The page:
As you know, the English Language is filled with phrasal verbs (verbs and prepositions). They cause sleepless nights to most learners and find us teachers apologising time and again for what appears to be the language’s reluctance to use the proper verb.
After all, why say: “I managed to persuade Tim of the advantages of the new working hours” when you can say: “I managed to bring Tim round to the advantages of the new working hours”. I know, I know…the English Language is mind-boggling. However, this eccentricity is also what makes it so enriching to teach and dare I say it, to learn.
So, the above introduction offers me the perfect opportunity to share with you 20 phrasal verbs with the verb “BRING”. I have selected 8 phrasal verbs, but you will see that some of them have multiple meanings depending on the context making a total of 20. There are more but I don’t want to inundate you!
1. Bring About
to make something happen, especially to cause changes in a situation, to trigger
“The changes we’ve made to the purchasing system will bring about huge savings to the company”.
2. Bring Along
to take something or someone with you when you go somewhere
“Can I bring along a guest to the exhibition?” “Yes, of course”.
3. Bring Back
There are 6 different meanings for this particular phrasal verb so let’s look at each meaning.
a) re-kindle memories or feelings
“Looking through those old photographs brought back all my memories of the wonderful summers I spent in Cornwall”.
b) reintroduce something that was used in the past
“I think we should bring back the tradition of dressing up for dinner”.
“Sam is looking to bring back the former tennis coach in the hope of winning some competitions.”
d) to bring something when you return
“Have a wonderful holiday and don’t forget to bring me back a present!”
e) to make a dead person live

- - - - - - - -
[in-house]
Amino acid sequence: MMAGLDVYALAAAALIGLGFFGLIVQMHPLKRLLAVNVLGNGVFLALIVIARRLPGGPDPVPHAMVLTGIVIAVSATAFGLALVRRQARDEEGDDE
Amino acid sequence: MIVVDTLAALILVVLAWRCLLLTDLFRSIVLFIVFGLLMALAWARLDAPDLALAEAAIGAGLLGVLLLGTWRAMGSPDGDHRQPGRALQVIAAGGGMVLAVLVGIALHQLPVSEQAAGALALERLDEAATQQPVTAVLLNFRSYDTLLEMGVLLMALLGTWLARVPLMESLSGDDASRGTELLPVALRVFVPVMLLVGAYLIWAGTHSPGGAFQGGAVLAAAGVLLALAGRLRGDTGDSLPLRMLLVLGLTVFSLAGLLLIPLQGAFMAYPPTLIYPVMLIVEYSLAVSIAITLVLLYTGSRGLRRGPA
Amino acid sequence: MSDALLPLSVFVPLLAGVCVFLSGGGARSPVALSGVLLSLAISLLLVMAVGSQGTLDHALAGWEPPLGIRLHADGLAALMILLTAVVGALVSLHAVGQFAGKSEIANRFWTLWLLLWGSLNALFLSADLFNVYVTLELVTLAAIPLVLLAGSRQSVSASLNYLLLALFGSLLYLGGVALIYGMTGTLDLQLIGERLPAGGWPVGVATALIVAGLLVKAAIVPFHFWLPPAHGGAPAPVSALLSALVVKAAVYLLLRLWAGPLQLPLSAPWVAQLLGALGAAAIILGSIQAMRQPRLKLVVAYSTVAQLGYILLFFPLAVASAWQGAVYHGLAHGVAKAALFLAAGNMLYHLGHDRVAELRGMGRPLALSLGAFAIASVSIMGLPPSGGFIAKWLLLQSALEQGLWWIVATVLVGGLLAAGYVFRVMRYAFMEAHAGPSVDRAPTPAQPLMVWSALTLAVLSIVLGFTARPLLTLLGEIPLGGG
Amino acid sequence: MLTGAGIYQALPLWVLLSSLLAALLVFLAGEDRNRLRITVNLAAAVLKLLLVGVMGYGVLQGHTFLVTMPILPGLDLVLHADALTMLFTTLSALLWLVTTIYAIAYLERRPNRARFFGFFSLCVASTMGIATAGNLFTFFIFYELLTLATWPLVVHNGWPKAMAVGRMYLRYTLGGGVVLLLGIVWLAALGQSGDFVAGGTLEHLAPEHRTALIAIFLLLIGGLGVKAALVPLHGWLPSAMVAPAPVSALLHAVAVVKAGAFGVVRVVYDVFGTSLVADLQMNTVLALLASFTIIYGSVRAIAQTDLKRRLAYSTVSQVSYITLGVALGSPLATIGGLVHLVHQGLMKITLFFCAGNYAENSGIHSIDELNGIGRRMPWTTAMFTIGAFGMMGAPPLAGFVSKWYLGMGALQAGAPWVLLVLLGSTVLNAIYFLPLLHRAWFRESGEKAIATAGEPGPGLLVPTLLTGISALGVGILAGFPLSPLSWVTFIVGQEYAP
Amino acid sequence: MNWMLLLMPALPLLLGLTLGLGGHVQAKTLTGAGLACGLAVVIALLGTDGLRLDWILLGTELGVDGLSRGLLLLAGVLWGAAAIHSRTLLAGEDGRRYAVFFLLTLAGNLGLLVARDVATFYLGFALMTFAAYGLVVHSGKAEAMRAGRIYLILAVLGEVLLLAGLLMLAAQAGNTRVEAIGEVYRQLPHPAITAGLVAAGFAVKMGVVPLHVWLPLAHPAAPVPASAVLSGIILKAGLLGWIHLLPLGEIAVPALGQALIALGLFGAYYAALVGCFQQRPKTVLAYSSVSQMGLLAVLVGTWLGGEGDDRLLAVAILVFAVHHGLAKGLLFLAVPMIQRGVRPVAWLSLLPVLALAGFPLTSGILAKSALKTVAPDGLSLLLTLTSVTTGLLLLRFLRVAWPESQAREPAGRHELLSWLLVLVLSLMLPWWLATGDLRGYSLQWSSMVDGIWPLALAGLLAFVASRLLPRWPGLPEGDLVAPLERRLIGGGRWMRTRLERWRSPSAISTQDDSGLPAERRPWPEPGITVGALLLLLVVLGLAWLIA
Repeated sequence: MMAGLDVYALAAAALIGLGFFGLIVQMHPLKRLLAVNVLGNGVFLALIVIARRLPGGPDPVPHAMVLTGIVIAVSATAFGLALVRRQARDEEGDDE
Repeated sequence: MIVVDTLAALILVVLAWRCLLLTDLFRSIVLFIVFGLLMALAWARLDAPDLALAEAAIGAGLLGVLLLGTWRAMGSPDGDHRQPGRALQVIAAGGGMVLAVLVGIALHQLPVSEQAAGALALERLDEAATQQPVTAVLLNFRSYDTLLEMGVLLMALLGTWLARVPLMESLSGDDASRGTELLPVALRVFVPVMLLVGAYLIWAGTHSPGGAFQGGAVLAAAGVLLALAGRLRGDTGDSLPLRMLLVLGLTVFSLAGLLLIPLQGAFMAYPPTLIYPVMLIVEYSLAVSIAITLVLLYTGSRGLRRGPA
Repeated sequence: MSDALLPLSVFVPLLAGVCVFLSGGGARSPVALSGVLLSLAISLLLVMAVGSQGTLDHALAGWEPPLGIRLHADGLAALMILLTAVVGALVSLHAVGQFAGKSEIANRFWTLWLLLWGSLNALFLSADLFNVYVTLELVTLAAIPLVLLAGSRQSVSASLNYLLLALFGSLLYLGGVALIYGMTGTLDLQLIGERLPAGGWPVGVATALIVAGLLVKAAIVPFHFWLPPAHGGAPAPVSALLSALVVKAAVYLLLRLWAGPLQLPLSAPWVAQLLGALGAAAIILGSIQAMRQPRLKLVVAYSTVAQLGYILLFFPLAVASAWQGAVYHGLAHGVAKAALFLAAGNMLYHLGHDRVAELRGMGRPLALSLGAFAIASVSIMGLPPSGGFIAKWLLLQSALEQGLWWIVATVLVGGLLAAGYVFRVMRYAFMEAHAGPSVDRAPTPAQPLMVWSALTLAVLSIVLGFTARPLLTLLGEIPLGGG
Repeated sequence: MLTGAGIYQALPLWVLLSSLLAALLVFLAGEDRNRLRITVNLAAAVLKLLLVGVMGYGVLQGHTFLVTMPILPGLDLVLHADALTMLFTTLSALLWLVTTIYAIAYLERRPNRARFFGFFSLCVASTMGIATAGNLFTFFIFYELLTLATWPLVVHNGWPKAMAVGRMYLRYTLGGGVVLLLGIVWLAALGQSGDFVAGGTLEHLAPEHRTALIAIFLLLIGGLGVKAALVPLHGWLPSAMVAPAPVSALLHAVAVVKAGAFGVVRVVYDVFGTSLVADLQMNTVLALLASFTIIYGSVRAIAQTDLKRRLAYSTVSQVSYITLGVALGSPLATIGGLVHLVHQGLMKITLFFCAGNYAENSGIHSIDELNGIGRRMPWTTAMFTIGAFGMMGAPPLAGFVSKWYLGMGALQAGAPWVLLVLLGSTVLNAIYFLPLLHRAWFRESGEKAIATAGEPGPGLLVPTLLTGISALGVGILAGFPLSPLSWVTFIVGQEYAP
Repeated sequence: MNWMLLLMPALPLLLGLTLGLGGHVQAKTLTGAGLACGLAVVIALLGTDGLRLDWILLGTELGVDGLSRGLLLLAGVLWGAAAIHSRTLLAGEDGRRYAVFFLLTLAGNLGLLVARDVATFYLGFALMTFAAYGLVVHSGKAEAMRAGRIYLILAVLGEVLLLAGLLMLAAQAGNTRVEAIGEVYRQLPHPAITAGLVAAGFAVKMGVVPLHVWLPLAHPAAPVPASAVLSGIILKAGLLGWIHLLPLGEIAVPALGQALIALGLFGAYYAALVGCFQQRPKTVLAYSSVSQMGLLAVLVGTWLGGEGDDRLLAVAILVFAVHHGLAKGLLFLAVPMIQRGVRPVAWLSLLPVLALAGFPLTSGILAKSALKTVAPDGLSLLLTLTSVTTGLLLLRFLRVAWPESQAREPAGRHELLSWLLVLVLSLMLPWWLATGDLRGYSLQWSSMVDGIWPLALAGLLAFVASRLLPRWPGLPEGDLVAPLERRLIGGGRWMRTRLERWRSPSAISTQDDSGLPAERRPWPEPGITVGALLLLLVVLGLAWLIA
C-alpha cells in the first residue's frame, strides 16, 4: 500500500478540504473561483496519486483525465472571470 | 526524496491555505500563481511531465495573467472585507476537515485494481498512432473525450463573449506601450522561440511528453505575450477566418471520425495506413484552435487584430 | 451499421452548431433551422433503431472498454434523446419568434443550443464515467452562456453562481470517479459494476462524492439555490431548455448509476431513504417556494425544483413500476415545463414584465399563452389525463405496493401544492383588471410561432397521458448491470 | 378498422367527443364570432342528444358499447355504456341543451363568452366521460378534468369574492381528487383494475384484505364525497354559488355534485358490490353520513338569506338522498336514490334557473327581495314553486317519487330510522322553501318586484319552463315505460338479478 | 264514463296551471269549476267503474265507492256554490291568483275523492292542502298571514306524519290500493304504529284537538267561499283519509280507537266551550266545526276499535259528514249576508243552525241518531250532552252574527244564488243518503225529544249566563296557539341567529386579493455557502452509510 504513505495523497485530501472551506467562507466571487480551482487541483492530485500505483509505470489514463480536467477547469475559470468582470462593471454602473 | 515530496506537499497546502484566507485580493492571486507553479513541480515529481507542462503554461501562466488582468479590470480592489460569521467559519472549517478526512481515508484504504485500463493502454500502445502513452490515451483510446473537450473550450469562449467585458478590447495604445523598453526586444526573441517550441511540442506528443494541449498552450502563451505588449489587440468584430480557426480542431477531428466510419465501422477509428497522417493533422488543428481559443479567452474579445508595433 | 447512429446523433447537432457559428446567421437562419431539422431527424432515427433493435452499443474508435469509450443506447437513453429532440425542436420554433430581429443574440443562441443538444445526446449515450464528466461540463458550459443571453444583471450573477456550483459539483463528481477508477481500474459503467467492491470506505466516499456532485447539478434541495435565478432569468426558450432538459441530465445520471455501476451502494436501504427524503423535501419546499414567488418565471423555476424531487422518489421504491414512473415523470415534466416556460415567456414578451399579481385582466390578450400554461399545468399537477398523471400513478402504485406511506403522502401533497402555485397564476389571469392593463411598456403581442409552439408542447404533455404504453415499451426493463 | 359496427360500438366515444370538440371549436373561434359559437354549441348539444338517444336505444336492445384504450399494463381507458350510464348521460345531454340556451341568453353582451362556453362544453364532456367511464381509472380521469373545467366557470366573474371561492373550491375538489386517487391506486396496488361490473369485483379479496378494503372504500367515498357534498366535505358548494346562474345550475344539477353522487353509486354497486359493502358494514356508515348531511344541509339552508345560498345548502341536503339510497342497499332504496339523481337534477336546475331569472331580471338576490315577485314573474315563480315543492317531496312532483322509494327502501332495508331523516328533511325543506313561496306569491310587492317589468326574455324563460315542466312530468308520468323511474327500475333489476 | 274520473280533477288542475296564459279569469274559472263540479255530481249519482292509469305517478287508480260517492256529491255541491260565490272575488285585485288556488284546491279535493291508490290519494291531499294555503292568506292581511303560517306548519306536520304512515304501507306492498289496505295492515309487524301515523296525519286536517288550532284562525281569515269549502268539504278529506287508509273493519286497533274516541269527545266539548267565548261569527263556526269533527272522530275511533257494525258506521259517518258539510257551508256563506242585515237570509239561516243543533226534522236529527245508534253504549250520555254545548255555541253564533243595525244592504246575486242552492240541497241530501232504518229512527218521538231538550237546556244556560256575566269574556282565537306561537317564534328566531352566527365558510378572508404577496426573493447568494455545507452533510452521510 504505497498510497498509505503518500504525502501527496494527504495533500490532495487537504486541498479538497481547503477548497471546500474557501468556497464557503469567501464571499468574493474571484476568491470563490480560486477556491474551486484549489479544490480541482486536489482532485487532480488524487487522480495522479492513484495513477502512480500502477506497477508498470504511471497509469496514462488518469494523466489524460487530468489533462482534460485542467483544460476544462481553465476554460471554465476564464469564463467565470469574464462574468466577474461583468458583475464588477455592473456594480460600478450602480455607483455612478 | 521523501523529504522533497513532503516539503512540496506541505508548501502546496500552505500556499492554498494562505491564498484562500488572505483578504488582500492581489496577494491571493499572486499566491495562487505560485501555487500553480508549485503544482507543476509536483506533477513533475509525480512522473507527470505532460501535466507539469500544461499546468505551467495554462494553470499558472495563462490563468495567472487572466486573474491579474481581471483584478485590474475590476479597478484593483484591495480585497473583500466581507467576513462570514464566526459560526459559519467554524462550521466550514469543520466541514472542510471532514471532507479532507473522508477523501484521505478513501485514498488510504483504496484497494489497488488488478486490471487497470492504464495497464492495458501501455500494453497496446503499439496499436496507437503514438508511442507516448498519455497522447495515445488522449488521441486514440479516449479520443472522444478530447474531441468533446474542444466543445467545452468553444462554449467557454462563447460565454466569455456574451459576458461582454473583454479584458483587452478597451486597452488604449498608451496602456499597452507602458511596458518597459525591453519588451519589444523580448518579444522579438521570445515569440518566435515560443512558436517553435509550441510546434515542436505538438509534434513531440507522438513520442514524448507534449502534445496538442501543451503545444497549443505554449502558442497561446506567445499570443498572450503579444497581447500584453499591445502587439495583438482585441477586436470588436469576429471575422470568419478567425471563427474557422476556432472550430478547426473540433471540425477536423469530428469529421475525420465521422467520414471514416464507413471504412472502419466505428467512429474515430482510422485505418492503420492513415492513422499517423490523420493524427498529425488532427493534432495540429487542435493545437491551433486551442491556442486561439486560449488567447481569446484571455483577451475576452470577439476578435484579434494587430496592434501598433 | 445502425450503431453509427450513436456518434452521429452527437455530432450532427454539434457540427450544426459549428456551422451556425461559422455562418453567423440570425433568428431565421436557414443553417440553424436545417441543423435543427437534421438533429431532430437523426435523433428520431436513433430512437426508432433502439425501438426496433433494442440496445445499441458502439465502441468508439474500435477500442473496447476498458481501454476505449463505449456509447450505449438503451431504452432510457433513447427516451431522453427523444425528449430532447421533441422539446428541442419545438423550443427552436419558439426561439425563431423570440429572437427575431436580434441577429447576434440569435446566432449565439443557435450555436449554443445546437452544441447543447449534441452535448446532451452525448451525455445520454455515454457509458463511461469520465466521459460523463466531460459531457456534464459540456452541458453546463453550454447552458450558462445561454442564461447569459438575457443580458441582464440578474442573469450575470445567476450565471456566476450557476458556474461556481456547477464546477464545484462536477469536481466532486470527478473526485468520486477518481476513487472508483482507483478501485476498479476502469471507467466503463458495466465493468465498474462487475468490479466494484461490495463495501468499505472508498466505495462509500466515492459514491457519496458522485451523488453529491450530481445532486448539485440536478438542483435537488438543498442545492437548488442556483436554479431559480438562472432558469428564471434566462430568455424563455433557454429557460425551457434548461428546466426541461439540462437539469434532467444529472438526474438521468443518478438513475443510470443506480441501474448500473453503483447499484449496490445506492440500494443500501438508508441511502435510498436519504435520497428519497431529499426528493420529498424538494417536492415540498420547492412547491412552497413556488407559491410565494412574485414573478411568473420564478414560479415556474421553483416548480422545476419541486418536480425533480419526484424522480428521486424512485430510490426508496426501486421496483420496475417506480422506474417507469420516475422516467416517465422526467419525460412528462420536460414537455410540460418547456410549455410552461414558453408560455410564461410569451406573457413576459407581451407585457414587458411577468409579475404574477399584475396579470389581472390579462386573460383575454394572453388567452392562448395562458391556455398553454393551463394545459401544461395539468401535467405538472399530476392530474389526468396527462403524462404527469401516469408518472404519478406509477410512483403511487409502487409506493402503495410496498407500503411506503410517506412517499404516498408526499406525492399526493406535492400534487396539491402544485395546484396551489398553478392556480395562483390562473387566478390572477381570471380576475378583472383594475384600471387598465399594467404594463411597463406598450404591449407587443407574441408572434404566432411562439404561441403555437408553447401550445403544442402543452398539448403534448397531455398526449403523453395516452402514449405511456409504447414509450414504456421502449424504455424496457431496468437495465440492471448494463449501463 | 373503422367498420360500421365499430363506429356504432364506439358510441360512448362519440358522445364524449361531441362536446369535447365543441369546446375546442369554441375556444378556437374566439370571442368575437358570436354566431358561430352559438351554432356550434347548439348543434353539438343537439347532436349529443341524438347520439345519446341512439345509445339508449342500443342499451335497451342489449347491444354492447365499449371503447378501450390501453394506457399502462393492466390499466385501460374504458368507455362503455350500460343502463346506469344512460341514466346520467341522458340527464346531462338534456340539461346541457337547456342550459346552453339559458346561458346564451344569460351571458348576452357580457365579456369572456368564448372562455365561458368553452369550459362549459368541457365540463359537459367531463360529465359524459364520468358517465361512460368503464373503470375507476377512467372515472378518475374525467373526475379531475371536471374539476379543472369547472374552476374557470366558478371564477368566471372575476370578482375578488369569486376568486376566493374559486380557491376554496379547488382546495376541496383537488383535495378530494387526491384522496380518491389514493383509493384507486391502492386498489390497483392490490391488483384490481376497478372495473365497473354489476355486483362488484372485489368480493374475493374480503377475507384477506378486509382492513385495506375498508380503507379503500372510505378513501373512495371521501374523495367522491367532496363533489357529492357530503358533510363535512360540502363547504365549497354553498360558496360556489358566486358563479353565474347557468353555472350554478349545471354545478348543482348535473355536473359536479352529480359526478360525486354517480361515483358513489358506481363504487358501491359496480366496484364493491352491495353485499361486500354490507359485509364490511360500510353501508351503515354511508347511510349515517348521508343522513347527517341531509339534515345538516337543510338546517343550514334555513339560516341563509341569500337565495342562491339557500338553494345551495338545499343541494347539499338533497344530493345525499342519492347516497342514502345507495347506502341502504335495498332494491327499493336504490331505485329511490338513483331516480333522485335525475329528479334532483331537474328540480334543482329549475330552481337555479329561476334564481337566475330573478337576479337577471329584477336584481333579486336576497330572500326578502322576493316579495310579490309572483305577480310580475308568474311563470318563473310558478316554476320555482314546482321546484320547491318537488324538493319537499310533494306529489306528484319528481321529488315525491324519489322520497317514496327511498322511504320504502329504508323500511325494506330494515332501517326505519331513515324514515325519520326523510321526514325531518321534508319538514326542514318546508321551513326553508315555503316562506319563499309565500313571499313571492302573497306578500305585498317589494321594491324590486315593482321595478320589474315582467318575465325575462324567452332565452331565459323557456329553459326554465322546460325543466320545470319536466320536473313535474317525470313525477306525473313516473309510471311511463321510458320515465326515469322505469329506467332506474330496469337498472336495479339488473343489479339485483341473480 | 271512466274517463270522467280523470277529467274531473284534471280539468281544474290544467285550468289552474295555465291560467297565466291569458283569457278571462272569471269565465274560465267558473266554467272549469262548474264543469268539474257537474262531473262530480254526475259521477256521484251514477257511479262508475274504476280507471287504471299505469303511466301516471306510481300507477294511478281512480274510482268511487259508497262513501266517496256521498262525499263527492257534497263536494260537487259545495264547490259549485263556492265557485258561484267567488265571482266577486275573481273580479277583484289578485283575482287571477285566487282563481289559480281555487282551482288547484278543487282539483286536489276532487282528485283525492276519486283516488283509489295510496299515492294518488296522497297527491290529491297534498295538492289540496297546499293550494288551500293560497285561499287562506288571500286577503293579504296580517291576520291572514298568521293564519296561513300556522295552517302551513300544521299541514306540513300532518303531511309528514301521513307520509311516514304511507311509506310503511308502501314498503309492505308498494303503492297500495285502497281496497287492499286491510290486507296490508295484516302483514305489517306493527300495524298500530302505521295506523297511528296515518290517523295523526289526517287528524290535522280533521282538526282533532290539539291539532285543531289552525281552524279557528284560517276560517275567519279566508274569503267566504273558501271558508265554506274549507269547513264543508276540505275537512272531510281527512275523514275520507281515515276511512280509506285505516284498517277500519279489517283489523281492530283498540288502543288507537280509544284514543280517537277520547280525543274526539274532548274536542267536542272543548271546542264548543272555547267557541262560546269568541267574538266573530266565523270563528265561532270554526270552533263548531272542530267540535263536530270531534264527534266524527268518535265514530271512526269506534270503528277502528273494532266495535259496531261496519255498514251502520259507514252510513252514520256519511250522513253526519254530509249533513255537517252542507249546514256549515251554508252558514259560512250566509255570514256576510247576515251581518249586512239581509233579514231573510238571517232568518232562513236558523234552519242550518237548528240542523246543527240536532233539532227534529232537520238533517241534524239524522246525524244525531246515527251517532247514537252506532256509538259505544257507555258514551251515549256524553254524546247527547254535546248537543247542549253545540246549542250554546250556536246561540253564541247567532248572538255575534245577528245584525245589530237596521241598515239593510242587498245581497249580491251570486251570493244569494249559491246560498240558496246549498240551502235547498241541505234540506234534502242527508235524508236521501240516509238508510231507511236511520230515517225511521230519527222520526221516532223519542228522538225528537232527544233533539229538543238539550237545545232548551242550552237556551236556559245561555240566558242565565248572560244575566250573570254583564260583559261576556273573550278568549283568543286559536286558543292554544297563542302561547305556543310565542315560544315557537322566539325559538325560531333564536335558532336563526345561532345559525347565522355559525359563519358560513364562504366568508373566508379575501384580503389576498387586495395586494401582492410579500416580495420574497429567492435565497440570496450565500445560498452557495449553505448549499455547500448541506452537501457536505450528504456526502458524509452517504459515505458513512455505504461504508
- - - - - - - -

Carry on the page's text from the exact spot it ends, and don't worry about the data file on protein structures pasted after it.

“Her heart stopped three times during the operation but the surgeons managed to bring her back.”
f) to talk about something again (often used in meetings or presentations)
“This brings me back to subject of operational cuts and the need to introduce them”.
4. Bring Down
We have 3 different meanings for this phrasal verb
a) to topple or overturn a government or politician
“The opposition parties are threatening to bring down the government if the referendum on the Euro is not held.”
b) to reduce
“If we are to compete in the market, we’re going to have to bring down our production costs.”
“We have managed to bring her temperature down so let’s see what the next few hours will bring.”
c) to make something or someone move or fall to the ground
“The pilot was able to bring the plane down to safety with one single engine.”
“The strong winds brought down a number of power lines in the area”.
5. Bring Forward
To change the date or time of an event so that it happens earlier.
“The meeting has been brought forward to 3pm.”
6. Bring In
Once again we have many meanings for this phrasal verb.
a) to use the skills of a particular group or person
“We need to bring in a specialist to analyse the figures more closely for us”.
b) to be the reason that someone receives money
“The Royal Family bring(s) in millions of pounds to to the Treasury every year”.
c) to introduce a new law or system
“The new contracts system we’re bringing in in the autumn will make a huge difference to the way we deal with our clients”.
d) to involve someone in a discussion when you’re in the middle of a conversation, meeting or presentation
” And now I’d like to bring in my learned colleague, James Ellroy, who has conducted some outstanding research on the subject, to share his thoughts on it”.
7. Bring Off
to succeed in doing something difficult
“It was her first investment presentation in front of the Board of Directors and she brought it off magnificently.”
8. Bring Out
a) to release a product
“We’re bringing out the new model in late October. It’s going to be so exciting”.
b) to show the quality something or someone has
” The colour of your dress really brings out the green of your eyes”.
“This wine brings out the spicy flavour of the meat beautifully”.
bring out the best or worst in somebody
“I don’t know what it is about Simon, but he knows how to bring the worst out of me“.
These phrasal verbs take on more meaning and are easier to understand and remember when you give them a context. There’s absolutely no point trying to memorise them.
UPDATE *******STOP PRESS*****
After publishing this post, I was approached by Zdenda of Engames who asked me if she could create an infographic and games around these phrasal verbs. Knowing how brilliant her posts are, I immediately accepted.
The result is that I am absolutely thrilled to share here Engames’s post featuring two fabulous infographics and games that you can use to practise these phrasal verbs.
I hope this is helpful. There are other phrasal verbs with bring, for example, bring round, bring through, bring together, bring up. Why not share some examples of these phrasal verbs in the comment box and I’ll correct them if necessary?
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Until the next time.
Ciao for now
Source: Macmillan Advanced Learner’s Dictionary (2007)